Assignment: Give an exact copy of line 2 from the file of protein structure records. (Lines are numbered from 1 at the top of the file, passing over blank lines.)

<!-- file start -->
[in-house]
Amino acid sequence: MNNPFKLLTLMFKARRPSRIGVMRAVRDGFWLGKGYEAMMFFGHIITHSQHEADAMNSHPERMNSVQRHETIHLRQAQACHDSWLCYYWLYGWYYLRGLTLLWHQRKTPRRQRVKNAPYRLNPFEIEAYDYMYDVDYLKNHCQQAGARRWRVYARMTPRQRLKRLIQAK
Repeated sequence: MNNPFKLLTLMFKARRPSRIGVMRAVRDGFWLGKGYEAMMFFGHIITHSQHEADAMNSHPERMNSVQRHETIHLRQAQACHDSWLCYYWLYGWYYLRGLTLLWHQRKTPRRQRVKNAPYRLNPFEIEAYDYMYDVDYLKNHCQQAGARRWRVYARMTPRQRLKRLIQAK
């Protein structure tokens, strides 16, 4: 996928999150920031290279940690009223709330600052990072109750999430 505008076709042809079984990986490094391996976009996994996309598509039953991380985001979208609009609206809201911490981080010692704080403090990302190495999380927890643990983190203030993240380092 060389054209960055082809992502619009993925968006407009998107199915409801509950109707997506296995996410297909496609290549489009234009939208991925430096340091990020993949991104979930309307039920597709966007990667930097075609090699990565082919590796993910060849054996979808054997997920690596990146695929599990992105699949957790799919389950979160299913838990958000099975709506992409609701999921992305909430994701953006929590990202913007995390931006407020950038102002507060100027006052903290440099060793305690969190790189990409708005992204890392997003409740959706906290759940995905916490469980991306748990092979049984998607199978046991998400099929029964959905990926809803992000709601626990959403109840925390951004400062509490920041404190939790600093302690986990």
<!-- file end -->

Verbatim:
Amino acid sequence: MNNPFKLLTLMFKARRPSRIGVMRAVRDGFWLGKGYEAMMFFGHIITHSQHEADAMNSHPERMNSVQRHETIHLRQAQACHDSWLCYYWLYGWYYLRGLTLLWHQRKTPRRQRVKNAPYRLNPFEIEAYDYMYDVDYLKNHCQQAGARRWRVYARMTPRQRLKRLIQAK